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The Importance of Due Diligence in Credentialing Dentists and Anesthesia Providers

Written by Duane Tinker (aka the Toothcop)

So, you've got a burning question: "Do doctors have any responsibilities when it comes to checking all the boxes on their license checklist?" Excellent question, indeed!


The Necessity of Credentialing

Regardless of whether you're part of a large healthcare organization or a smaller dental practice, due diligence in credentialing is essential. Hiring credentialed clinicians isn’t just a best practice; it’s a necessary safeguard. Even though we're in an era of advanced verification methods, fraudulent medical and dental professionals can still slip through the cracks. If they do, and a patient gets harmed, guess whose due diligence process comes under scrutiny? Yours. That’s why it’s important to take this seriously.


Not Just for Hospitals

While credentialing might be more closely associated with hospitals, it’s equally important for dental practices and Dental Service Organizations (DSOs). Due diligence is about minimizing liability and ensuring quality care. For further reading on credentialing, you might want to check out this article on Hospital Credentialing.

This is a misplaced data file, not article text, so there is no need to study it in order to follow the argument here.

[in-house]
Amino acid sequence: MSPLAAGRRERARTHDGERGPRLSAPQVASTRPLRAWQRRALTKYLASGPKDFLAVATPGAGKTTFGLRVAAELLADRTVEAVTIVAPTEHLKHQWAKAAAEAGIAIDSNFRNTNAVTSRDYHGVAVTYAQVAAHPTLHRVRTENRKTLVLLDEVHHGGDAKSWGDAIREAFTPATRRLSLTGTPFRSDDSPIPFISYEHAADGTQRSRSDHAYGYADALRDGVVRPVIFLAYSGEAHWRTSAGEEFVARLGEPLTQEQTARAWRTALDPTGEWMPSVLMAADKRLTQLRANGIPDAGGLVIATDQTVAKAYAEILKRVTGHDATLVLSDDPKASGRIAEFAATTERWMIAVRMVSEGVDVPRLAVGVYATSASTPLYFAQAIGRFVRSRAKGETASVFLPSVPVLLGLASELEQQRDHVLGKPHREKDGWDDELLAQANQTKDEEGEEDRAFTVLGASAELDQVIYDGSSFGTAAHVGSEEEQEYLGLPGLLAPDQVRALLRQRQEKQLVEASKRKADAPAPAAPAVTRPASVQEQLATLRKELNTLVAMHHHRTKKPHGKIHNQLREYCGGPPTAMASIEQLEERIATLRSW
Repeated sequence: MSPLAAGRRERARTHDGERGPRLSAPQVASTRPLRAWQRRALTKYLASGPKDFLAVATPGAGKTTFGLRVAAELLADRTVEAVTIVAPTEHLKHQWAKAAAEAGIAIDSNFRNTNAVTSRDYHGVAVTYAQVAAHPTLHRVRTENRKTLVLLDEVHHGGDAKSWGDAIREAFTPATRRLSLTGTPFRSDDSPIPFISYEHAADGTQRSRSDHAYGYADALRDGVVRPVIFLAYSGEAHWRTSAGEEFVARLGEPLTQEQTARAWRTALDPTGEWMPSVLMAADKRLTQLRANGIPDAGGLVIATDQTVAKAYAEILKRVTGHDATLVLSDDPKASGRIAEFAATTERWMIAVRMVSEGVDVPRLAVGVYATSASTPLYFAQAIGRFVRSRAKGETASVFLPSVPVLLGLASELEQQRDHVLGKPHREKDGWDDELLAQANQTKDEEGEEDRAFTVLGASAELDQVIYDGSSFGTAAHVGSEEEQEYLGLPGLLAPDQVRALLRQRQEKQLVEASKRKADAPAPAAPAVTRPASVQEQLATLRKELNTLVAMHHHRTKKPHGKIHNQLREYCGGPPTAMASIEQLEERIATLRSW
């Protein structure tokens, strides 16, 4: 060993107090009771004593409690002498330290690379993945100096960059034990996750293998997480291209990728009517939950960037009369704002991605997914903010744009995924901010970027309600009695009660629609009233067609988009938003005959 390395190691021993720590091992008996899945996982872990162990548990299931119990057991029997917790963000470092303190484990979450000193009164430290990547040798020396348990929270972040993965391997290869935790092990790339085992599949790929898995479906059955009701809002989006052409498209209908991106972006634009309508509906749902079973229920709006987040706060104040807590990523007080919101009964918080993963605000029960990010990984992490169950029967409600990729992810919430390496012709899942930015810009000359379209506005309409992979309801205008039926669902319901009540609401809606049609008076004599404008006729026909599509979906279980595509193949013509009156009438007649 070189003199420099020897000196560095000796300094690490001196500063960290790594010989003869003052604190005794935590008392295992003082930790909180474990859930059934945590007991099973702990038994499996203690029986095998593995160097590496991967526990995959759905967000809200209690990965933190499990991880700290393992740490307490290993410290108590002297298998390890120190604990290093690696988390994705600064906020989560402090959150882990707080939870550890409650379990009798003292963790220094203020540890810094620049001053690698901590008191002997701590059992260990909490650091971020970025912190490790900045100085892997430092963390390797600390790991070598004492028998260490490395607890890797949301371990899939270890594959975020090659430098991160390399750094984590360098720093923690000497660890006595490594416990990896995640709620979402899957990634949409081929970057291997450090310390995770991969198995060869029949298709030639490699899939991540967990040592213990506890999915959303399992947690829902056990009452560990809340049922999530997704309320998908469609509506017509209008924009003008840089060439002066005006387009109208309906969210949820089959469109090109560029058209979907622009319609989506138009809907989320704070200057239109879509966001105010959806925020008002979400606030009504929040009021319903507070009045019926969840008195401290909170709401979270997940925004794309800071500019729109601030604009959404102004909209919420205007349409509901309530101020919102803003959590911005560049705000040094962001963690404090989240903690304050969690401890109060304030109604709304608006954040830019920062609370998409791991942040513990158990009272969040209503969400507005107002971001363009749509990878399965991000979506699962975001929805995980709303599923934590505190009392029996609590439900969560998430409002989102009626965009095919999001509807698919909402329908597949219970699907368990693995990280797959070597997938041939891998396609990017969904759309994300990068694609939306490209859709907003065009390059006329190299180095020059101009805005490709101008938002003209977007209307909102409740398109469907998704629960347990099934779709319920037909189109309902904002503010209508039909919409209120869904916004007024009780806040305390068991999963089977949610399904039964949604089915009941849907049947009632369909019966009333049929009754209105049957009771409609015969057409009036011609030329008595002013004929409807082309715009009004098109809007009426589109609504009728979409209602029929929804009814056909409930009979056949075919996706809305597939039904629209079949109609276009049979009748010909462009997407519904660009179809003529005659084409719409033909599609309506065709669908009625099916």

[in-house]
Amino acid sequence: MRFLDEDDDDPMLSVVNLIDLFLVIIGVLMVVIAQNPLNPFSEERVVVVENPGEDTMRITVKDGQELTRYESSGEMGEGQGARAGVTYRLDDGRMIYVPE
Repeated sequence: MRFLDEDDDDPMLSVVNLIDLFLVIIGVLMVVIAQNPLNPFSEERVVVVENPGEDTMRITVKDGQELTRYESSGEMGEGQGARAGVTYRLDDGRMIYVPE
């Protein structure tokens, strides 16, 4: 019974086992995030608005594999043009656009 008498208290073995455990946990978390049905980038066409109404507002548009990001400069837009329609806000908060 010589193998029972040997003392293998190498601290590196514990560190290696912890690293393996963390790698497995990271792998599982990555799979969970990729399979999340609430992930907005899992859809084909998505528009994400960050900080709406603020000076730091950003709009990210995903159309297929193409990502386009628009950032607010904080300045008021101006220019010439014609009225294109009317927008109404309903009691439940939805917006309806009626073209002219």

Recommended Steps for Credentialing

  1. Verify Government Photo ID: Confirm that the person is who they say they are.
  2. Dental License Verification: Cross-reference with state or federal databases to ensure the license is valid and up-to-date.
  1. DEA Registration: Verify that the provider is registered with the Drug Enforcement Administration, which is a requirement for prescribing controlled substances.
  1. BLS Certification: Make sure the Basic Life Support certification is current.
  1. ACLS or PALS Certification: Check the Advanced Cardiovascular Life Support or Pediatric Advanced Life Support certifications, as appropriate.
  2. Medical Malpractice Insurance: Confirm that the clinician has a valid policy. You can either establish a minimum requirement or adopt state standards, like those for Texas Medicaid.
  1. Exclusions Check: Make sure the clinician is not excluded from participation in federal or state healthcare programs.
  1. National Practitioner Data Bank Self-Query: Require the clinician to provide a self-query from the National Practitioner Data Bank.

 

Keep It Updated

Remember, credentialing is not a one-time event. Insurance companies and Medicaid re-credential providers every 2-3 years to ensure they're still up to standard. Your organization should do the same, for both liability control and quality assurance.

We hope this helps clarify the vital role of due diligence in credentialing. Doing it right is not just checking boxes; it's about ensuring quality and minimizing risk.


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